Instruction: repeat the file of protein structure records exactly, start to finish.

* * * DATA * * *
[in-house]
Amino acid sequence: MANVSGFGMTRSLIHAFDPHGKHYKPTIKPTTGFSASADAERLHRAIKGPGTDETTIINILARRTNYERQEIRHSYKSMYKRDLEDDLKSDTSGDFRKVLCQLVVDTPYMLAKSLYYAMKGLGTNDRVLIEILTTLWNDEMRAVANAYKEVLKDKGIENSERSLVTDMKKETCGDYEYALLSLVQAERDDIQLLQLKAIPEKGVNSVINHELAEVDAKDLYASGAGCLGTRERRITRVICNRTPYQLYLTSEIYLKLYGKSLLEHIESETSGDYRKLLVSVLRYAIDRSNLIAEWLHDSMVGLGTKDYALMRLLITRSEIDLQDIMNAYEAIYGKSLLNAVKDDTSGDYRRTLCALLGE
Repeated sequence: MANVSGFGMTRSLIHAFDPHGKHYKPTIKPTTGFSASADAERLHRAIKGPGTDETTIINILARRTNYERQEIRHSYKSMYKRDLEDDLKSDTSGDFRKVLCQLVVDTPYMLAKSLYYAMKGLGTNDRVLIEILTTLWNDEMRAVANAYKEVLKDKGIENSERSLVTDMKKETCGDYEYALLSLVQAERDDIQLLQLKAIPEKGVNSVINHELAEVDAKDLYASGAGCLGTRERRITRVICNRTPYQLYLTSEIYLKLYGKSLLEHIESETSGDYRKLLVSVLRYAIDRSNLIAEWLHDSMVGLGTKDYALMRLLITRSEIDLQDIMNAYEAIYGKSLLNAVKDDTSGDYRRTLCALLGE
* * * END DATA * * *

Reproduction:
[in-house]
Amino acid sequence: MANVSGFGMTRSLIHAFDPHGKHYKPTIKPTTGFSASADAERLHRAIKGPGTDETTIINILARRTNYERQEIRHSYKSMYKRDLEDDLKSDTSGDFRKVLCQLVVDTPYMLAKSLYYAMKGLGTNDRVLIEILTTLWNDEMRAVANAYKEVLKDKGIENSERSLVTDMKKETCGDYEYALLSLVQAERDDIQLLQLKAIPEKGVNSVINHELAEVDAKDLYASGAGCLGTRERRITRVICNRTPYQLYLTSEIYLKLYGKSLLEHIESETSGDYRKLLVSVLRYAIDRSNLIAEWLHDSMVGLGTKDYALMRLLITRSEIDLQDIMNAYEAIYGKSLLNAVKDDTSGDYRRTLCALLGE
Repeated sequence: MANVSGFGMTRSLIHAFDPHGKHYKPTIKPTTGFSASADAERLHRAIKGPGTDETTIINILARRTNYERQEIRHSYKSMYKRDLEDDLKSDTSGDFRKVLCQLVVDTPYMLAKSLYYAMKGLGTNDRVLIEILTTLWNDEMRAVANAYKEVLKDKGIENSERSLVTDMKKETCGDYEYALLSLVQAERDDIQLLQLKAIPEKGVNSVINHELAEVDAKDLYASGAGCLGTRERRITRVICNRTPYQLYLTSEIYLKLYGKSLLEHIESETSGDYRKLLVSVLRYAIDRSNLIAEWLHDSMVGLGTKDYALMRLLITRSEIDLQDIMNAYEAIYGKSLLNAVKDDTSGDYRRTLCALLGE